Congress lashes out at states; states hit back
WASHINGTON (Reuters) - Republicans in the Congress have lambasted states for their economic problems and now states are hitting back, telling the federal government to rein in its own deficit.
U.S. Republicans, riding a wave of opposition to government bailouts, have refused to give extra stimulus to states and are pushing them to cut spending to balance budgets. States say Washington must control its own federal budget gap, but not by making states' financial problems deeper.
"Despite states' difficult fiscal situation, governors are not calling for new one-time help from the federal Treasury," the bipartisan National Governors Association said in a letter to Congressional leaders sent on Monday.
"We encourage the federal government to follow the lead of states and make the tough decisions necessary to get its fiscal house in order," the letter said.
The financial dilemma of U.S. states has added risk to the traditionally safe municipal bond market. It has made a target out of public sector union contracts and pension benefits, pitting local governments against their workforces. Cuts in federal support could aggravate the situation.
U.S. Republicans are unified in the belief states must dig themselves out of their fiscal hole. After all, they swept November's mid-term elections and gained control of the House of Representatives on promises to cut spending and criticism of federal support to states.
Republicans may introduce a bill to allow states to declare bankruptcy, effectively forcing them to sort out finances in court and renegotiate contracts.
House Republicans will introduce a bill next month to ban the U.S. government from helping with states' pension liabilities. That follows a bill last week from Representative Randy Neugebauer, a Republican, to ban the U.S. Federal Reserve from giving states temporary cash loans.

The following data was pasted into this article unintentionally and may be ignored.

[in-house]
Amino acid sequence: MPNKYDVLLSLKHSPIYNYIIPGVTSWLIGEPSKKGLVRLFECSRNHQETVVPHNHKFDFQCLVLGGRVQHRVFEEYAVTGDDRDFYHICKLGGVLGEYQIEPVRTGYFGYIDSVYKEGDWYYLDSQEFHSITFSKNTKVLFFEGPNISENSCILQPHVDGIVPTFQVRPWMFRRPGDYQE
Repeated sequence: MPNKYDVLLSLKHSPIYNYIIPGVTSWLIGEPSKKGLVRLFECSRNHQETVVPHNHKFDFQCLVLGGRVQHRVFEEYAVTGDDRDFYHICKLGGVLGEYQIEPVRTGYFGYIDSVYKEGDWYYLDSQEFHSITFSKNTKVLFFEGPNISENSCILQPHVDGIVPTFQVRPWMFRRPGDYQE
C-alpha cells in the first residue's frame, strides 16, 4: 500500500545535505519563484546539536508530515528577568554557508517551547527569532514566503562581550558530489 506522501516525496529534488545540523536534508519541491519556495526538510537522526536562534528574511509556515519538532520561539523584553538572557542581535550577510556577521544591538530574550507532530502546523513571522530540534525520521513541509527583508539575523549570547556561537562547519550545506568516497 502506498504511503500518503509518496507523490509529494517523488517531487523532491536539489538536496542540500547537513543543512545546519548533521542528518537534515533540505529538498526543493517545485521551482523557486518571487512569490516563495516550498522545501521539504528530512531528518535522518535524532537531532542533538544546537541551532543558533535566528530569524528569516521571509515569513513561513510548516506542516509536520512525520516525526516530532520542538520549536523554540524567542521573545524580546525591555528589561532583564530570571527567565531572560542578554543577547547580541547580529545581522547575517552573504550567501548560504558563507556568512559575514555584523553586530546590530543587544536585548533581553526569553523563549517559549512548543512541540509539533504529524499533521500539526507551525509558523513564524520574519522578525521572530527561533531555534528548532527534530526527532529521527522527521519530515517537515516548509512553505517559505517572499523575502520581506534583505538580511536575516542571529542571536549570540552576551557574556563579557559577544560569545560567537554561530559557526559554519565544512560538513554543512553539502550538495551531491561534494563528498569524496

Faced with this legislative challenge, states have gone on the offensive. In their letter this week, the governors said the U.S. government should not reduce its deficit by shifting its costs to states. They said states should share "savings when reductions or reforms are made at the federal level."
States face a collective budget gap of $175 billion through 2013 even after closing gaps totaling $230 billion over the past two years, the governors association says.
The most conservative estimate says states are short $700 billion in total for covering pensions funding.
In contrast, the federal debt is $14 trillion and the deficit $1.48 trillion. During his annual address to Congress on Tuesday, President Barack Obama laid out plans to freeze spending and save $400 billion over a decade.
Part of the "tough love" approach to states by U.S. Republicans stems from party tension. The states in the worst shape -- California, Illinois, New York -- historically lean Democratic. Senate Republican Leader Mitch McConnell has put his party's message about states bluntly, saying: "No bailouts". Still, some Senate Democrats are also concerned that states will soon ask for federal help.
After the recession that began in 2007 devastated state revenue and drove up demand for social services, states hiked taxes and slashed spending to wipe out deficits.
They also turned to the federal government, which responded with an $814 billion economic stimulus plan that included the largest transfer of federal funds to states in U.S. history.
After nearly three years of budget woes, states have few places left to cut and their residents have no interest in tax increases, making it hard for them to return to fiscal health.
"The recession forced many states to take difficult short-term actions to balance budgets and to find innovative ways to make government a more efficient and productive instrument that can do more with less," the governors said in their letter. "The federal government must now do the same."
(Additional reporting by Andy Sullivan; Editing by Andrew Hay)
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